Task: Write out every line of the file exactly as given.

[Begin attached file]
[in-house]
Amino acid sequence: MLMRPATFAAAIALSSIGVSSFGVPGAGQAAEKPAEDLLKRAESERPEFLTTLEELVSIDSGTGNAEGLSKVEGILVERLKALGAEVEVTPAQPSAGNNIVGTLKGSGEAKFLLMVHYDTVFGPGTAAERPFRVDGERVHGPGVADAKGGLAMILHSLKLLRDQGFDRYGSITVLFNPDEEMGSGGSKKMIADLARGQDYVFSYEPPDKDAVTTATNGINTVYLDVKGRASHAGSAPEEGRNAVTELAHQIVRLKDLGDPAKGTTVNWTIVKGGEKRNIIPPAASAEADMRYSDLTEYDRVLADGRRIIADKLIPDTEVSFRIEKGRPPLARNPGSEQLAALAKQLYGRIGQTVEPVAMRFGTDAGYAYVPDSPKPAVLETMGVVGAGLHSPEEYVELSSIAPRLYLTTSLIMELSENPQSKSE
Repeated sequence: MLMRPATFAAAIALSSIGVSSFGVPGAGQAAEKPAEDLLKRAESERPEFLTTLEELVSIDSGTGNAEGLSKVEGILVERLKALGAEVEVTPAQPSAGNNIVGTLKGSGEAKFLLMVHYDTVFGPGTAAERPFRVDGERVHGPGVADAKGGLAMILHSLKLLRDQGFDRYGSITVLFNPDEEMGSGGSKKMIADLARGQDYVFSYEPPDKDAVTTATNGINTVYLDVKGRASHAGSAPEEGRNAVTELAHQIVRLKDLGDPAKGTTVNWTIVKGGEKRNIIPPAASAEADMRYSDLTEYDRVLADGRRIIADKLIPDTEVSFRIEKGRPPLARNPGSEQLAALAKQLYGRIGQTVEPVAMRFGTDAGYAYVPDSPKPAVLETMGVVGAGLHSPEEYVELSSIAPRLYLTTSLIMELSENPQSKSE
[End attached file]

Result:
[in-house]
Amino acid sequence: MLMRPATFAAAIALSSIGVSSFGVPGAGQAAEKPAEDLLKRAESERPEFLTTLEELVSIDSGTGNAEGLSKVEGILVERLKALGAEVEVTPAQPSAGNNIVGTLKGSGEAKFLLMVHYDTVFGPGTAAERPFRVDGERVHGPGVADAKGGLAMILHSLKLLRDQGFDRYGSITVLFNPDEEMGSGGSKKMIADLARGQDYVFSYEPPDKDAVTTATNGINTVYLDVKGRASHAGSAPEEGRNAVTELAHQIVRLKDLGDPAKGTTVNWTIVKGGEKRNIIPPAASAEADMRYSDLTEYDRVLADGRRIIADKLIPDTEVSFRIEKGRPPLARNPGSEQLAALAKQLYGRIGQTVEPVAMRFGTDAGYAYVPDSPKPAVLETMGVVGAGLHSPEEYVELSSIAPRLYLTTSLIMELSENPQSKSE
Repeated sequence: MLMRPATFAAAIALSSIGVSSFGVPGAGQAAEKPAEDLLKRAESERPEFLTTLEELVSIDSGTGNAEGLSKVEGILVERLKALGAEVEVTPAQPSAGNNIVGTLKGSGEAKFLLMVHYDTVFGPGTAAERPFRVDGERVHGPGVADAKGGLAMILHSLKLLRDQGFDRYGSITVLFNPDEEMGSGGSKKMIADLARGQDYVFSYEPPDKDAVTTATNGINTVYLDVKGRASHAGSAPEEGRNAVTELAHQIVRLKDLGDPAKGTTVNWTIVKGGEKRNIIPPAASAEADMRYSDLTEYDRVLADGRRIIADKLIPDTEVSFRIEKGRPPLARNPGSEQLAALAKQLYGRIGQTVEPVAMRFGTDAGYAYVPDSPKPAVLETMGVVGAGLHSPEEYVELSSIAPRLYLTTSLIMELSENPQSKSE